Translational Cognitive and Affective Neuroscience Lab (Carter)

The Translational Cognitive and Affective (TCAN) Laboratory studies the neural mechanisms of attention, memory, and cognitive control. We also investigate the pathophysiological processes underlying psychotic illness, with a particular focus on the neural circuitry supporting cognitive, emotional, and social processes. Our research integrates behavioral, computational, and functional neuroimaging (fMRI, PET, EEG) along with neuromodulation using pharmacology and brain stimulation (tDCS). Finally, we explore how perturbations in the immune system and drugs like cannabis impact individuals with psychotic illness. Prospective volunteers should email their CV/resume and a brief statement of interest to

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Research Topics

ALE Analysis

Meta Analytic Evidence for a General Purpose Cognitive Control Network Subserving Diverse Executive Functions

Niendam TA, Laird AR, Ray KL, Dean YM, Glahn DC, Carter CS.
Cogn Affect Behav Neurosci. 2012 Jun;12(2):241-68. article pdf In the largest sample to date, we used quantitative meta-analytic methods to analyze 193 functional neuroimaging studies of 2832 healthy individuals, age 18-60, in which performance on executive function measures was contrasted with an active control condition. A common pattern of activation was observed in the prefrontal, dorsal anterior cingulate and parietal cortex across executive function domains, supporting the idea that a general purpose cognitive control network underlies executive functions.

Cognitive Control

"Cognitive control" is a construct from contemporary cognitive neuroscience that refers to processes that allow information processing and behavior to vary adaptively from moment to moment depending on current goals, rather than remaining rigid and inflexible. Cognitive control processes include a broad class of mental operations including goal or context representation and maintenance, and strategic processes such as attention allocation and stimulus-response mapping. Cognitive control is associated with a wide range of processes and is not restricted to a particular cognitive domain. For example, the presence of impairments in cognitive control functions may be associated with specific deficits in attention, memory, language comprehension and emotional processing. Given its pervasive influence, impaired cognitive control could account for many of the widespread impairments exhibited by people with schizophrenia and other neurodevelopmental disorders.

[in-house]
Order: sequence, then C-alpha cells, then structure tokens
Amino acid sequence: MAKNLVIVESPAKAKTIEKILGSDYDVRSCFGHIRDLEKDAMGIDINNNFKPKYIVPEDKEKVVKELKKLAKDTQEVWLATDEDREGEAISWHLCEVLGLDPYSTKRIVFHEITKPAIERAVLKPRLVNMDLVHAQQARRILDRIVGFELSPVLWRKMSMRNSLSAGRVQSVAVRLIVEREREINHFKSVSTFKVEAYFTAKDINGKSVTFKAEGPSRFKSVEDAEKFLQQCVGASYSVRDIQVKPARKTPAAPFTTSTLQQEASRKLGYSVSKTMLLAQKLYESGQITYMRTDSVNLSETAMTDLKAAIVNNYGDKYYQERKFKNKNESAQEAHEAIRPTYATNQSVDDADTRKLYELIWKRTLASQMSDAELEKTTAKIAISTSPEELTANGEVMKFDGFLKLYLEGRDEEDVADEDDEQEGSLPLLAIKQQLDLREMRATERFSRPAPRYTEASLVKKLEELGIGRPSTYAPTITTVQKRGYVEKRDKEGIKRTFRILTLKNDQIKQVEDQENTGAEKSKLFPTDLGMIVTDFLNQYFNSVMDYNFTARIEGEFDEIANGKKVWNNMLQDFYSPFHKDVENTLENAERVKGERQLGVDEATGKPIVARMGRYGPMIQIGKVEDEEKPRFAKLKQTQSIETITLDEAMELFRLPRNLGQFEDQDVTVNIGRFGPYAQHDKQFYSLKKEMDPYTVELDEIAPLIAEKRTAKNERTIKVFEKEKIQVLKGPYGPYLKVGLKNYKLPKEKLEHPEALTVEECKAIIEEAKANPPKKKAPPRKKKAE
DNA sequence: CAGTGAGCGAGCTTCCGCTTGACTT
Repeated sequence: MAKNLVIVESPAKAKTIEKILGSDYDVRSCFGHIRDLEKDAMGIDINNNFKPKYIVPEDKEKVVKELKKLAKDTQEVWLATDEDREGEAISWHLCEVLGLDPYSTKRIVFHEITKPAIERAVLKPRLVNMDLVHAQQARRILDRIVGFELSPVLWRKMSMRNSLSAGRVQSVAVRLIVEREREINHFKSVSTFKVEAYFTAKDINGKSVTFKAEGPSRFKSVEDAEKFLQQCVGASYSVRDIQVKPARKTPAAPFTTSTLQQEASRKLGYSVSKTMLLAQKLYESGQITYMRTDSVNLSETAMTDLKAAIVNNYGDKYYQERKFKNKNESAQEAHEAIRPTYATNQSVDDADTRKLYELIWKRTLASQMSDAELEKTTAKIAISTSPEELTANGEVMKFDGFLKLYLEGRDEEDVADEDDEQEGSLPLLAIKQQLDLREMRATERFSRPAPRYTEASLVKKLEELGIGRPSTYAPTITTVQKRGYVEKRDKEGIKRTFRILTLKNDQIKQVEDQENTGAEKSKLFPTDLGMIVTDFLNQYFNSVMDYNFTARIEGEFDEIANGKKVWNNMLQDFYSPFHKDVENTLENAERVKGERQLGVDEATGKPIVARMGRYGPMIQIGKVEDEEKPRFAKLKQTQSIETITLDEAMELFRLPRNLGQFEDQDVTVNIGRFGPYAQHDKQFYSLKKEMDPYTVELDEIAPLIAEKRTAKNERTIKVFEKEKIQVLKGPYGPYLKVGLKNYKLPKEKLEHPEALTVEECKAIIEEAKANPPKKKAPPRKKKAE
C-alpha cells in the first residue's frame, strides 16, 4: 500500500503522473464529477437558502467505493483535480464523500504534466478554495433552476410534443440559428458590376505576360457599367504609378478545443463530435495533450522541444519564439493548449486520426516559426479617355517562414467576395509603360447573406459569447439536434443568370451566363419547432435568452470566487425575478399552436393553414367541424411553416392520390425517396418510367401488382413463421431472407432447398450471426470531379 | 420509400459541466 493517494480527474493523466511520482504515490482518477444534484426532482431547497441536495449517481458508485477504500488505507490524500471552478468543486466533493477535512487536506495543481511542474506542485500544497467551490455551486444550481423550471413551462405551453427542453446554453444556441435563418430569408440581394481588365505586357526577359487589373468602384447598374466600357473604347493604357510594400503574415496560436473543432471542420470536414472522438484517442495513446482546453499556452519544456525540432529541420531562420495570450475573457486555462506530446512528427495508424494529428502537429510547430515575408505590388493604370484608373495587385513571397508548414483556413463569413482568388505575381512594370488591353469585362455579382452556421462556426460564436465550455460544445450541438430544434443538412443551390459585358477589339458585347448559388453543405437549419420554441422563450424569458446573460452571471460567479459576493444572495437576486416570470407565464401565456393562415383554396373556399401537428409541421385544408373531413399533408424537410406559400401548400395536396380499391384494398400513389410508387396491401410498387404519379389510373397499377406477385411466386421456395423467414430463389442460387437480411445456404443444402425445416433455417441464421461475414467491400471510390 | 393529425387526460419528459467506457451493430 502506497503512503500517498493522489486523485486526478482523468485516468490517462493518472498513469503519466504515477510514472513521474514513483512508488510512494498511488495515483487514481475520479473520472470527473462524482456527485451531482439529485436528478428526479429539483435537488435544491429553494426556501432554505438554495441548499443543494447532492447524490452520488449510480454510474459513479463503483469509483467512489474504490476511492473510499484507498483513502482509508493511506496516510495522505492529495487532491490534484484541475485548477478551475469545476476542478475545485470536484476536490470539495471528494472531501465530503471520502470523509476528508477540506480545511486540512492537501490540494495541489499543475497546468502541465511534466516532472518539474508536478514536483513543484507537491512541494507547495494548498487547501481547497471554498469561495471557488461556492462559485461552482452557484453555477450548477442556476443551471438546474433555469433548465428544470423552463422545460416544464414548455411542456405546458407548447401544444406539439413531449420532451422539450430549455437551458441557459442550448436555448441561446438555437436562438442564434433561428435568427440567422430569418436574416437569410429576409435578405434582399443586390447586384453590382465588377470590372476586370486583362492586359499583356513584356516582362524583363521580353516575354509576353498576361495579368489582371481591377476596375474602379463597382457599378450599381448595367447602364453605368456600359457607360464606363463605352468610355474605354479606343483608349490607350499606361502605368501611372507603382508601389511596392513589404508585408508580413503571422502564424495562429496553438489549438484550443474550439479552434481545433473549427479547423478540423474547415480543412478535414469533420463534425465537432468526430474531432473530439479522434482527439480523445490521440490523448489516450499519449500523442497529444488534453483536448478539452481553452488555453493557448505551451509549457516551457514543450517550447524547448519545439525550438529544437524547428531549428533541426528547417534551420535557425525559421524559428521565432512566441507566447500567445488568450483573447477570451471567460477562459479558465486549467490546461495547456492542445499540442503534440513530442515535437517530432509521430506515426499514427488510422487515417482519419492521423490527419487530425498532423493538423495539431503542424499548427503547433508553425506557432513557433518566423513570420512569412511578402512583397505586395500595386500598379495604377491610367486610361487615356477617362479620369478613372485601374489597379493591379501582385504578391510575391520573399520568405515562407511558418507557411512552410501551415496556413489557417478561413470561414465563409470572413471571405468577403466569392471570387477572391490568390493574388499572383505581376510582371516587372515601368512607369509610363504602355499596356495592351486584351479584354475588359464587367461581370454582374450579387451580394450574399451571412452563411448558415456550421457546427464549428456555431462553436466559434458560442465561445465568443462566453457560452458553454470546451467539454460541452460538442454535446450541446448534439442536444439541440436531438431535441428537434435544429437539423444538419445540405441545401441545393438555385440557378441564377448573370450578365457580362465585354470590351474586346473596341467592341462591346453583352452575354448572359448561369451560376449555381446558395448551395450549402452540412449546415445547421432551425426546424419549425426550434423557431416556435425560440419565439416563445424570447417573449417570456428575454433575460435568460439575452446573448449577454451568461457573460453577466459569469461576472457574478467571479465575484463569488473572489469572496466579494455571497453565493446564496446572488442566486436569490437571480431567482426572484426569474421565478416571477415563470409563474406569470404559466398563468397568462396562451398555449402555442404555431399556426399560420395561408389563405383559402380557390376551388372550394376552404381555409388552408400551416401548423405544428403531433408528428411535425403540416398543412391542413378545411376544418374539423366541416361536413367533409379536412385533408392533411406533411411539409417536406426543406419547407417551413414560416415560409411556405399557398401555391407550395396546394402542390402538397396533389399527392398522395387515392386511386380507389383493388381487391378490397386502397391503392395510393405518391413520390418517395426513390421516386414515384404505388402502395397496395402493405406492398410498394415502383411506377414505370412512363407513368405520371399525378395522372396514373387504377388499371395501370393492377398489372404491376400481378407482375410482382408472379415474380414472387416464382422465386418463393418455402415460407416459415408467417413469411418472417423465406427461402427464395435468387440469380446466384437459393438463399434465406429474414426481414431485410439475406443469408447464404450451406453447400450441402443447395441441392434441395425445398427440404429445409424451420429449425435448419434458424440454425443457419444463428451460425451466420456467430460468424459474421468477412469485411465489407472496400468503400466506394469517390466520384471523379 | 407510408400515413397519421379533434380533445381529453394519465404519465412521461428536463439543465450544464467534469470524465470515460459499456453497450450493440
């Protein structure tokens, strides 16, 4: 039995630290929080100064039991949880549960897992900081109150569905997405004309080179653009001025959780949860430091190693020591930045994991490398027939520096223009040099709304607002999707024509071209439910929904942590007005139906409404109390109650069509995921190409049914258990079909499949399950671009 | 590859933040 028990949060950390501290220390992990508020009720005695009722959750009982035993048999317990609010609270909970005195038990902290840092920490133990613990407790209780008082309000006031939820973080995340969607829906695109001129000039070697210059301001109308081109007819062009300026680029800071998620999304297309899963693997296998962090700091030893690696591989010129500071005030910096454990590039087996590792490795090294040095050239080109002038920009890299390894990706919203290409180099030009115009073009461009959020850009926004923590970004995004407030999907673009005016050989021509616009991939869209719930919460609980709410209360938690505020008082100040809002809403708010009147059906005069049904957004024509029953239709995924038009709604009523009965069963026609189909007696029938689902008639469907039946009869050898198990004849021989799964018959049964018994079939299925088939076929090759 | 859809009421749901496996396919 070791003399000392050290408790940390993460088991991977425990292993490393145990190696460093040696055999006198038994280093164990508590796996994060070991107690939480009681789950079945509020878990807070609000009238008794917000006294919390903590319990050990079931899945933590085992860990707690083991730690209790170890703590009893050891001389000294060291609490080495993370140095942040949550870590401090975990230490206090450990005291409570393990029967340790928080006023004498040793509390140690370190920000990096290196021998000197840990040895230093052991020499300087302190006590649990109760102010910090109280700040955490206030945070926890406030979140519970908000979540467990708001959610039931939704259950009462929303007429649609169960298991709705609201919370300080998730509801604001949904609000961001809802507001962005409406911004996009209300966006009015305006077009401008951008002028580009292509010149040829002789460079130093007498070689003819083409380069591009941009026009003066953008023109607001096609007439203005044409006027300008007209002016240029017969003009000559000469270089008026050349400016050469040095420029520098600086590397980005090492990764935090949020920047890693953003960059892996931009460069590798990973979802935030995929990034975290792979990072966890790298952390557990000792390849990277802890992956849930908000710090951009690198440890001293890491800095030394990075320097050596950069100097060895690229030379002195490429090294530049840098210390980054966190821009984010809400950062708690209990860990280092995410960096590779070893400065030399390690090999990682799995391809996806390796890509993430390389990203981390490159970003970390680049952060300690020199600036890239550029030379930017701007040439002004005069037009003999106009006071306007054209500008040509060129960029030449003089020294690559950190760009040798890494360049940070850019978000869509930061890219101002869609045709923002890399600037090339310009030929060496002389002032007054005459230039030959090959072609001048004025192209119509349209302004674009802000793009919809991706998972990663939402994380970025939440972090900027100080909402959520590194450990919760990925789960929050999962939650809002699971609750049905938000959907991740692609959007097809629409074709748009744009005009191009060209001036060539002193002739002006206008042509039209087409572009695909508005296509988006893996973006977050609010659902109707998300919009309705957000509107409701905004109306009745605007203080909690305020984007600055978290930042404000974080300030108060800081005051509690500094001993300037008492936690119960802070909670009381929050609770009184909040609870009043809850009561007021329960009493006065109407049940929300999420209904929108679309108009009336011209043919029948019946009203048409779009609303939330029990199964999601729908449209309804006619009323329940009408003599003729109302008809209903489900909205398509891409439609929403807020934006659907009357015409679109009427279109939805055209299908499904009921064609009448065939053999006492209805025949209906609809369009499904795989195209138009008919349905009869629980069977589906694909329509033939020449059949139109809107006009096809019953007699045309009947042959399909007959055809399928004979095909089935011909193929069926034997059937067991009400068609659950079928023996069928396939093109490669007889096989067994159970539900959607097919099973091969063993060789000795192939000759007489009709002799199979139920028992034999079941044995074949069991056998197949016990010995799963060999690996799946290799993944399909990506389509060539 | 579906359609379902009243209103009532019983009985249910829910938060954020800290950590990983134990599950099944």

Duration of Untreated Psychosis

Despite the recognition that duration of untreated psychosis (DUP) is a strong predictor of clinical and functional outcomes, DUP in the United States remains far outside the recommended range. Specialty first episode psychosis (FEP) programs such as the EDAPT (Early Diagnosis and Preventive Treatment) Program in Sacramento have become more common in the U.S. in recent years and represent an important step toward improving outcomes for young people with psychosis. However, within the context of FEP specialty care, standard approaches to outreach, screening and treatment engagement continue to be associated with unacceptably long DUP.

Early Psychosis

Schizophrenia is a chronic, severely debilitating mental illness that affects 1% of the population worldwide. The personal and social costs of this illness are enormous. For example, schizophrenia accounts for ten percent of the permanently and totally disabled persons supported by the disability assistance programs (SSI and SSDI) of the United States Government. Schizophrenia affects males and females equally and typically has its onset in late teens and young adult years. The intermittent episodes of psychosis respond to available treatments and alternate with periods of relative remission but persistent cognitive, social and occupational disabilities are devastating for patients and for their families.